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Local health experts give tips to beat ticks

BINGHAMTON (WBNG) — With the weather warming up, ticks are starting to thaw out.

Ticks are active anytime the weather is above freezing, roughly 32 degrees and above.

Broome County Health Department Director of Environmental Health Joshua Phelps suggests that anytime you are outdoors, try to avoid tall grass and brush.

He also says it is ideal to take a shower within two hours of being outdoors and do a full body tick check when you are in the shower.

Ticks will go anywhere you sweat and where the blood is closest to the surface of the skin. Key areas to check are your armpits, center of the back, behind the knees and near your waist.

For an extra precaution you can throw your clothing into the dryer on high heat for 20 minutes when you go inside, which Phelps says will kill whatever ticks are on your clothes.

“Use some sort of repellent when you’re out,” Phelps says. “There’s different levels. You can use oil of lemon eucalyptus. Its a botanical product that you can get locally. There’s also deet products, we recommend 20 percent deet or 30 percent. You really don’t want to go much above 30 percent and you can actually treat your clothes with permethrin and that will kill any ticks that come in contact.”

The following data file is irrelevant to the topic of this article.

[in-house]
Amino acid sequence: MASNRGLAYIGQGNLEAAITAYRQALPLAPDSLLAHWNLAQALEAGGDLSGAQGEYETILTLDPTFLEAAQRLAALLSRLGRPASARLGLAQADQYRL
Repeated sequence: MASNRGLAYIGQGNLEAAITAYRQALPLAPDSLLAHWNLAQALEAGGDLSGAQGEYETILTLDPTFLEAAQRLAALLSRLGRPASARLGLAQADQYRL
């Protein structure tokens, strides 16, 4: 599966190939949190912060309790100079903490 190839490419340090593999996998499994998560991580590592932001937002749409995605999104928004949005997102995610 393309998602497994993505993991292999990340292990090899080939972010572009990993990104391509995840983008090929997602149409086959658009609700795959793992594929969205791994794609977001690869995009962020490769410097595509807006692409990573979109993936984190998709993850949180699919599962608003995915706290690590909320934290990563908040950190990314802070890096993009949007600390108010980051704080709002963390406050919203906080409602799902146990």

If you have been bitten by a tick, Phelps says to use a fine-tip set of tweezers and gently stand the tick up so you can see where it is attached. Grip it firmly, but don’t crush it, and grab it as close to the skin as possible and pull it straight off.

Once you get the tick off, clean up the bite site with some soap and water, peroxide, or alcohol. You can also apply a triple antibiotic with a band aid on top.

If you are not comfortable with removing a tick or if you lack the proper tools, you can head to a walk-in clinic and get it removed professionally.

After you have been bitten by a tick, monitor the bite site for the next month or so for symptoms of Lyme disease.

Symptoms of Lyme are general flu-like symptoms, for example being lethargic, joint pain, not wanting to get out of bed. You may or may not have a bullseye rash, roughly 50-60 percent of people that contract Lyme will actually get the bulls eye.

The bulls eye rash will be larger than two inches, warm to the touch and expanding as time goes on.

On top of Lyme disease ticks can also transfer Anaplasmosis and Babesiosis, which are both rare diseases in Broome County, but they do exist in New York State.

Tick removal kits will be provided to the local clerks offices and are free of charge. You can also stop by the Broome County Health Department at 225 Front Street in Binghamton.

 

 

 

Chris Overby

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